Next we stopped at the tourist information office opposite the Basilica and ended up buying Padova cards, after being impressed by a leaflet on 'Padua – City of Frescos', seeing how many interesting sights there were to see and that many were free or reduced price entry with the card. 48 hour cards were €15 each and we never quite worked out if they saved us money or not. I'd already booked and paid for an evening visit to the Scrovegni (Arena) Chapel for our second day and nobody at the related museum seemed sure of whether an evening ticket for the chapel covered entry to the museum as well : I didn't think it did since it's cheaper than daytime admission, because the museum is closed in the evening I assumed. (The staff seemed confused by our visiting the museum at a totally different time from our chapel visit !) If we'd had to pay for the museum the cards would definitely have saved us money, as it costs €12pp. As it was, the card bought us free/discounted entry to a few attractions and a couple of free tram rides. The card does seem to cover an enormous number of attractions, including many such as Palladian villas outside Padua, so for anyone with more time to spare and/or packing in more in than we did, I think it would be a bargain.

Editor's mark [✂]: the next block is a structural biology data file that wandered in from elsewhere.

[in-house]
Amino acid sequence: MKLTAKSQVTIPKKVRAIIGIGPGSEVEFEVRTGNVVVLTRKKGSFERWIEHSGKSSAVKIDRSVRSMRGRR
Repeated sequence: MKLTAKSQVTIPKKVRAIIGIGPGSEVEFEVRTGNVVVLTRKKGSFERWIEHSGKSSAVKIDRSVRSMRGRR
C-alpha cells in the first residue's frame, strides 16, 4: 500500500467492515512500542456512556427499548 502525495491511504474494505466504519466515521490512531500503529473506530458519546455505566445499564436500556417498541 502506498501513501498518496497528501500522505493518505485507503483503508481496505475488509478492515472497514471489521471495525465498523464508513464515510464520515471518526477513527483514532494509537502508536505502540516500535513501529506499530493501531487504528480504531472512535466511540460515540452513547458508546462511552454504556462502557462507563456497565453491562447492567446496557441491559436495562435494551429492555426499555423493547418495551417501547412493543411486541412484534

Anyway, we then started our sightseeing at the Basilica. Until I'd read the guidebook I hadn't realised that this is a great place of pilgrimage as it contains St Anthony's tomb. We got confused looking at the side chapels until we realised that the chapel which normally contains the tomb, on the left, was closed for restoration – but (presumably since it is in such great demand) the tomb had actually been moved to another chapel, on the right. It was quite moving to see how pilgrims related to the tomb, and to see all the photographs and offerings left by people who believed the saint had helped them. The Basilica itself is free but there is a charge (with a small discount for the Padova card) to go into the associated Oratorio and Scuola di S. Giorgo, both of which have fantastic frescos. Then quite good ice creams from Gelateria Panciera on Via Umberto I, just round the corner (it was still very hot !) and back to the hotel for a nap.